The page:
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5 Tips for Freshman Year: It’s Time to Take Action

We are currently enrolling freshmen in our Private Counseling Program where you will work one on one with one of our premiere college admissions counselors. Work with us to craft your academic niche and learn how to go above and beyond to make sure you aren’t closing any doors on college choices.  We typically fill up by October, so call today.  

Starting high school is always a big transition, but this year feels especially daunting amidst all the uncertainty around re-opening in the midst of the global pandemic. And the shifting sands of college admissions are adding even more stress to soon to be high school students.  Standardized testing is in transition, colleges are dropping sports with no warning, incoming students are deferring their acceptances, faculty hiring is frozen, and colleges are scrambling to teach remotely and cut costs.


High schools rarely begin college counseling until a student’s junior year, but this is too late in our opinion.  We work with our students to organize early and maximize their choices, both in high school and as we craft their application strategy.

Because we only work with a limited number of private clients and fill up well before junior year, we want to share our top tips with our Top Tier Admissions community in the hopes that we can help lessen the stress for thousands of incoming high school freshmen who are patching together their education between Zoom and oddly timed in person classes.


  1.     Plan Your Four-Year Curriculum

The choices you make freshman year will have a ripple effect throughout high school, especially when it comes to rigor of course load. And, rigor matters in admissions! Think strategically about your goals for junior and senior year (for instance, AP classes or perhaps dual enrolling in college courses) and map out what prerequisites you will need to make that happen. Many schools have specific “streams” or course progressions that can be fairly inflexible. If you get off track early, it will be difficult to rebound by the time you apply to college. Not taking high level courses will impact the range of schools to which you can apply.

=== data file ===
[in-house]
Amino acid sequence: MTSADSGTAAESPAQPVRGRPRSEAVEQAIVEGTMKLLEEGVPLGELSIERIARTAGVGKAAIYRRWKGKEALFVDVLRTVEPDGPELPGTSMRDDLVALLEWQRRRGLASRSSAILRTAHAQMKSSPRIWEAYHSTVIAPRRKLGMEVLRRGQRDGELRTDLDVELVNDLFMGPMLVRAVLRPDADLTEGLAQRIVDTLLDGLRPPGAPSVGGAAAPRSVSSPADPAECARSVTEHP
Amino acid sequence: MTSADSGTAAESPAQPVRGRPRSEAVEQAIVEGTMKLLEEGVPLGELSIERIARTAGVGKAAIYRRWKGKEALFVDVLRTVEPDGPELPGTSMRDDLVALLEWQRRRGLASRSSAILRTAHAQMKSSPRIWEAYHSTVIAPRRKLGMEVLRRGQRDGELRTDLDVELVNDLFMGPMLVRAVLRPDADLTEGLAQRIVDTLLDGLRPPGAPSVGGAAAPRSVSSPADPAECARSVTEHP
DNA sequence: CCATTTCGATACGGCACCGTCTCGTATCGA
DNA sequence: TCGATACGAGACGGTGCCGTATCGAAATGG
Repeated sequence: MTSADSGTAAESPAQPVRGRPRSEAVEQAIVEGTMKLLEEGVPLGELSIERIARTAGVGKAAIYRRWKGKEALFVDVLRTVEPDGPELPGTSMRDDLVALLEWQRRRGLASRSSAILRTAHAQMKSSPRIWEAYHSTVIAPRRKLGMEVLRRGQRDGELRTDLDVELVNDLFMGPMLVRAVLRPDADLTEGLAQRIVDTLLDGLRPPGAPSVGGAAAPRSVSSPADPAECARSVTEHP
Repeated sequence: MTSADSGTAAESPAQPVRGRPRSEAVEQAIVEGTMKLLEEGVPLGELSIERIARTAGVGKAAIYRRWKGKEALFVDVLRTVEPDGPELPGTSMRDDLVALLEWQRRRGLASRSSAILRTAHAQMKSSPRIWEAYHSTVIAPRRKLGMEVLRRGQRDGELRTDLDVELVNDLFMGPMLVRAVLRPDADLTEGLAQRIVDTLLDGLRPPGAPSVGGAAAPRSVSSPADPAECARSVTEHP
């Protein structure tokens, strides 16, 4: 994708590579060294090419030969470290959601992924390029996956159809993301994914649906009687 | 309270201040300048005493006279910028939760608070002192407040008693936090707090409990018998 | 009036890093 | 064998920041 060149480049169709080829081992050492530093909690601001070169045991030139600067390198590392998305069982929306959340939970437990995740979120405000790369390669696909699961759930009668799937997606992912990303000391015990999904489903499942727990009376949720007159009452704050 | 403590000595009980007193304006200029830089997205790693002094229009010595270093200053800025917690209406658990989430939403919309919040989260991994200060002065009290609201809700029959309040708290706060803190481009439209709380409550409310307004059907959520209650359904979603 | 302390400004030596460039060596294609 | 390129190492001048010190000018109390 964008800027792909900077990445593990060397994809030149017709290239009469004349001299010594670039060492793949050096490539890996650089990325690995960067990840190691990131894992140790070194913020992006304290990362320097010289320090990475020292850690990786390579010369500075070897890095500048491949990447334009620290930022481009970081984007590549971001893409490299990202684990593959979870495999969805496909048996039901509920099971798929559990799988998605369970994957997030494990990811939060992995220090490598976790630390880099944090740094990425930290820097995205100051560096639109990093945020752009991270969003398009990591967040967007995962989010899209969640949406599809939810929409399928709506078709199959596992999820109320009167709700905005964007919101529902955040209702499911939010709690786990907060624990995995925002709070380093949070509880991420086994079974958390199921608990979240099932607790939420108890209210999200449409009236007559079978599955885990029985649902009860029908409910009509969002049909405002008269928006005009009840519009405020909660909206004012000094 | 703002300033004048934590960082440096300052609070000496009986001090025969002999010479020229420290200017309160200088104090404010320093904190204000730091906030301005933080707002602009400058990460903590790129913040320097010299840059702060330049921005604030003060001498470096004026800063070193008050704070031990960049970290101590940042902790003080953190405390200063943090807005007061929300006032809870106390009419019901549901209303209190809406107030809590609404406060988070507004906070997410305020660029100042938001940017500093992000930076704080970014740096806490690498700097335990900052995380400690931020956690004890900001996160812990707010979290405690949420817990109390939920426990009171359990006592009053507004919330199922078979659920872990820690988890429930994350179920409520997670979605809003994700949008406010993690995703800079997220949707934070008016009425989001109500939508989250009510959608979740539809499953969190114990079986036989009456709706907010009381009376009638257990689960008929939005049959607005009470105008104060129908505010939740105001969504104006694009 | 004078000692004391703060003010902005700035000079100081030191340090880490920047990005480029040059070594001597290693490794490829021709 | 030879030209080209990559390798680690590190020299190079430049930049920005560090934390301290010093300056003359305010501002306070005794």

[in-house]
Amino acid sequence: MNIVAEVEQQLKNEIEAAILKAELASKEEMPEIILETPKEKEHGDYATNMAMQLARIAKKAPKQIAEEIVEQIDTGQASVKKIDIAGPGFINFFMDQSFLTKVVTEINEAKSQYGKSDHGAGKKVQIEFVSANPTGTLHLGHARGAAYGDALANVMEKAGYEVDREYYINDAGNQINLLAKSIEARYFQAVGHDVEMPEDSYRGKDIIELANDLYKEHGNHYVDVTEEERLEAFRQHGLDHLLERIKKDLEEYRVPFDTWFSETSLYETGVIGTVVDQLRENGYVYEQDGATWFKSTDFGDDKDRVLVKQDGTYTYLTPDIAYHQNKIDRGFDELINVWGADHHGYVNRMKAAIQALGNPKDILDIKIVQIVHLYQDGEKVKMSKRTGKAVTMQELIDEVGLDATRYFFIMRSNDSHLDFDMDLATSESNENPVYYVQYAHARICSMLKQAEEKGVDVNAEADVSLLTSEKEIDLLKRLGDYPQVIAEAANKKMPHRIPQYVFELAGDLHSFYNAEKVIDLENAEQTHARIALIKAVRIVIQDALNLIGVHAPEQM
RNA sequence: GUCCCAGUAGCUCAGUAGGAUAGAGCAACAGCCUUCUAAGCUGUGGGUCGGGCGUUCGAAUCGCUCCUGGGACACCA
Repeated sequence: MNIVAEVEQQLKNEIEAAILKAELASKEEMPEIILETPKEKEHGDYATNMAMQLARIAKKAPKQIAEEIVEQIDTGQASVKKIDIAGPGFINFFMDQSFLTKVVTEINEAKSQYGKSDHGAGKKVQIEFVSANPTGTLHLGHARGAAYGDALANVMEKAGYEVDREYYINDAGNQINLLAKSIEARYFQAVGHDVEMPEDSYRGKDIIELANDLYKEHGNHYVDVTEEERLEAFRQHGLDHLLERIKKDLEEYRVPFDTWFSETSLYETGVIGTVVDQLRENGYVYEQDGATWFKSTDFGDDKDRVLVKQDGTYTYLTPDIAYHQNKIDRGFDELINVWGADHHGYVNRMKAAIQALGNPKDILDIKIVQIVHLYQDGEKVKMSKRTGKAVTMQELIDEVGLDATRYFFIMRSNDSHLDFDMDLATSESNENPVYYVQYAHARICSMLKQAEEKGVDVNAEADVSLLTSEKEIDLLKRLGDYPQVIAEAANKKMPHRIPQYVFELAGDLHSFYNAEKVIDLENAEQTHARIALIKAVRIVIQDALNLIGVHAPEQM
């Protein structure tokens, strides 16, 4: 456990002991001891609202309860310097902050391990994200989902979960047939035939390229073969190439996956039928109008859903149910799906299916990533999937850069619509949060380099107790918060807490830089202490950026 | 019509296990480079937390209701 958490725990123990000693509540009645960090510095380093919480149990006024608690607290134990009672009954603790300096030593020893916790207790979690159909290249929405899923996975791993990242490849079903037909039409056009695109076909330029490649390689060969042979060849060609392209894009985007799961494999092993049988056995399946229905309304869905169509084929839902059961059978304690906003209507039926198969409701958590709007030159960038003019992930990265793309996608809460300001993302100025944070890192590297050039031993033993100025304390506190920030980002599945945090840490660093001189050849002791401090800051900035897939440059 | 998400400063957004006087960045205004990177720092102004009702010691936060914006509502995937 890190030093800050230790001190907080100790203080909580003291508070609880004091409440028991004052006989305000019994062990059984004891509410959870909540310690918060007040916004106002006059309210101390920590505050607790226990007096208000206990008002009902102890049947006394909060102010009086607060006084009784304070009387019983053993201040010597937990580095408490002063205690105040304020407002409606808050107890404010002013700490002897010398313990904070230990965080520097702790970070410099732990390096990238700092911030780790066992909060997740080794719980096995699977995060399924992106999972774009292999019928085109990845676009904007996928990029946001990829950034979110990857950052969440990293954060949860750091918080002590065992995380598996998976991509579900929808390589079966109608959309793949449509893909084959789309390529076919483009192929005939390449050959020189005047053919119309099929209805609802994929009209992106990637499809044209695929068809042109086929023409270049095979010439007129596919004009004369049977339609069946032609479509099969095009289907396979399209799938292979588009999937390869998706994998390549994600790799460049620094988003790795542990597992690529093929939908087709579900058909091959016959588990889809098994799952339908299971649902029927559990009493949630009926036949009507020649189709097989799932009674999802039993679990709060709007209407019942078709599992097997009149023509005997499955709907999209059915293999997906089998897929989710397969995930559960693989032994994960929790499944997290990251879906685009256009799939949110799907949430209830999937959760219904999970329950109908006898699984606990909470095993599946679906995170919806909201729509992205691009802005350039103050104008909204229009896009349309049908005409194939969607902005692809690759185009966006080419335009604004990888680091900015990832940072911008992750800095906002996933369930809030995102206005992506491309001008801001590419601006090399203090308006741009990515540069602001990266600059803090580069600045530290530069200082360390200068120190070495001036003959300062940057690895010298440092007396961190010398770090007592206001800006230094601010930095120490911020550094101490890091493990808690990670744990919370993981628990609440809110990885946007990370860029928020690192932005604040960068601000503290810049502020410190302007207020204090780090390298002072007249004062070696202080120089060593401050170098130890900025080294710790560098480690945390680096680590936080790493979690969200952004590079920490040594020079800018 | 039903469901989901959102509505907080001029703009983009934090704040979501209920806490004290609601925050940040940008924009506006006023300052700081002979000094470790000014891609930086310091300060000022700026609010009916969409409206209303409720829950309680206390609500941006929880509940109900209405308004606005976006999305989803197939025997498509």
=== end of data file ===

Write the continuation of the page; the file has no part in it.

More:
1.     Design Your Standardized Testing Plan

Once you know your course line up, you can begin to identify which standardized tests you will take and when.  While colleges are score optional during the pandemic, by the time you are further along in high school that will almost certainly change.  Maximize your testing by thinking ahead.  Subject Tests, AP Tests, IB Tests, ACT or SAT: plan them all in advance.

  1.     Curate Your At-Home Classroom

If your classes are online, it may be difficult to feel as though you are fully in “school mode.” To make the mental shift to your classroom, designate a private, quiet space in your home to use as your workspace. Think about curating an intentional, professional backdrop and commit to making your classroom a “no-phone zone” to avoid distractions. Choose a study area with natural light and find comfortable seating. If possible, this should be a space other than your bedroom. Before the school day begins, switch out of your loungewear or PJs and put on professional attire to signal you are at school. Once in person school fully resumes, maintain this study space for homework if possible.

  1.     Engage in Your Community

Many of our private counseling students were featured in the national press for their initiatives during COVID to help others in unique ways.  They coupled their interests and talents with the needs of their communities and made a concrete impact.  Ask yourself what it is you can offer your immediate community. Think outside your bubble of high school and engage.  You may not be able to volunteer in person during COVID restrictions, but think outside the box and take initiative!  Pick up your pen, lend a hand, bake some cakes, fix a problem, share your talents.

  1.     Master Organization

Successful students are not all just born geniuses, rather they work hard and create a structure and are accountable for themselves. This is your chance to reinvent yourself as a scholar vs the class clown or whatever you felt your identity was in middle school. Complete tasks early and with clarity.


While these 5 tips will launch you into high school with structure and help you become a successful student, following through will also help you prepare for college admissions.

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